After the Wyatt Rebellion in 1554, Princess Elizabeth Tudor was imprisoned in The Bell Tower at The Tower of London by order of her half-sister , Queen Mary I of England. When their father, King Henry VIII, died, he-was succeeded by their Protestant half-brother, Edward, the son of Henry’s third wife, Jane Seymour. After Queen Jane’s death, Henry acquired three more wives, but no additional children.
Edward, a staunch Protestant, was nine years old when he became king. He was brilliant but sickly and died from tuberculosis in 1553 when he was only seventeen years old. Although he had named his cousin, Lady Jane Grey as his successor, she reigned for only nine days before Princess Mary Tudor put her aside. She and her husband, Guildford Dudley, were later beheaded for treason.
Queen Mary I, a staunch Catholic in the now Protestant England, was thirty-four when she succeeded to the throne. Her father had divorced her mother to marry his pregnant mistress, Anne Boleyn. She had been declared a bastard, removed from the succession, and forced to play nursemaid to her sister. Her mother had died in relative poverty which she often shared.
When Mary succeeded to the throne, she did so with the support of both Catholic and Protestant supporters. Thomas Wyatt the Younger, the son of one of Anne Boleyn’s accused lovers, rose up in rebellion when it was announced that Mary would marry King Phillip of Spain. Having seen the Inquisition first hand, he wished to spare England. He wrote a letter to Elizabeth pledging his support. When Thomas was captured as he prepared to attack the Queen in London, Elizabeth was suspected of treason and almost lost her head. Wyatt was beheaded and later, hung, drawn and quartered. (Portrait of Thomas the Younger c. 1540 by Holbein)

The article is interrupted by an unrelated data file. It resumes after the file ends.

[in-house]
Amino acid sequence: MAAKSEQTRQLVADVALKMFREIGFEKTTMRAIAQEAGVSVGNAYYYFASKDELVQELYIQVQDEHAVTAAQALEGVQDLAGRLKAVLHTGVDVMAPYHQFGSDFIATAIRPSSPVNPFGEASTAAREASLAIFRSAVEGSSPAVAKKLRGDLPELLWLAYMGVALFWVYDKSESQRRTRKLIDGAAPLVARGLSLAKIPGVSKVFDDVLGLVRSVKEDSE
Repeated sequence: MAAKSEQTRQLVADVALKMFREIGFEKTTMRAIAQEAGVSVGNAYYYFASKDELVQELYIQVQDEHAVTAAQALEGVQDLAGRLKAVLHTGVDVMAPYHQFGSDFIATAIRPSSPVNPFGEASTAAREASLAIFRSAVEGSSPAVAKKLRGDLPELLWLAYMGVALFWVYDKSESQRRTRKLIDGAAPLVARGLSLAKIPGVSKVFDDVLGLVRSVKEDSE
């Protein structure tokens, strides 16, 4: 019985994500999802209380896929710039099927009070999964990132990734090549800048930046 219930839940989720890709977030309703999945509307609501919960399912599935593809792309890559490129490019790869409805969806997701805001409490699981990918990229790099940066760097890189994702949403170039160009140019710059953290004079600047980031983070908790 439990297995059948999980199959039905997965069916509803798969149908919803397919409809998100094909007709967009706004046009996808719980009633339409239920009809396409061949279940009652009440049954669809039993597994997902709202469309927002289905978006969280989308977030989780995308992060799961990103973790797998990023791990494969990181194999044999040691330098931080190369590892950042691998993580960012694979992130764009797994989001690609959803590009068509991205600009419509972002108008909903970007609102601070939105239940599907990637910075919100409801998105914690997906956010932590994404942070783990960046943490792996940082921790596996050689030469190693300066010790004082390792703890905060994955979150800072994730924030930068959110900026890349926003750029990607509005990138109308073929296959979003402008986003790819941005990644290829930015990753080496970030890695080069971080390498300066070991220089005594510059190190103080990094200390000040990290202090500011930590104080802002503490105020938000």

Tomorrow, Elizabeth’s Fate. Rita Bay
Queen Elizabeth I
Monarchs often determined through customs or law appropriate conduct for his or her subjects. Sumptuary laws were one method of controlling consumption and padding the royal coffers.
With the rise of the wealthy merchant class in the 16th century, Henry VIII passed a new series of laws concerning dress and personal adornment. This new middle class was rising above their station to challenge the nobility in the quality of living accommodations and dress.
Henry’s daughters, Queens Mary and Elizabeth I, continued to use the Sumptuary Laws which dictated what color and type of clothing individuals were allowed to own and wear, an easy and immediate way to identify rank and privilege. Only royalty was permitted to wear clothes trimmed with ermine. Lesser nobles were allowed to wear clothing trimmed with fox and otter. Elizabeth also had to contend with her nobles’ ostentation landing them in serious financial trouble.
In addition, the Sumptuary Laws were used to protect English merchants. Elizabeth’s laws forbade excess, the unnecessary importation of foreign wares, extremity, manifest decay, vain devices, wasting, and decay of the wealth of the realm. Severe fines were among the penalties for violating Sumptuary Laws.
Elizabeth also set high behavioral standards for the ladies of her court. When Elizabeth’s life-long favorite, Robert Dudley, married the recently-widowed Lettice Knowles, Elizabeth went ballistic. Dudley defended Lettice to the Queen, but Elizabeth would have none of it. She called him “a traitor.” She called Lettice (her own cousin) a “she-wolf” and banned her from Court. Although Dudley eventually returned to her good graces, Lettice couldn’t return to court until after Elizabeth’s death in 1603—more than 25 years later. In 1592, the queen discovered Raleigh’s secret marriage to one of her maids of honour, Elizabeth Throckmorton.Elizabeth flew into a jealous rage and Raleigh and his wife were imprisoned in the Tower. Lesson in manners? Don’t court or marry without the Queen’s permission.
Tomorrow, Washington’s Rules of Civility 2 Rita Bay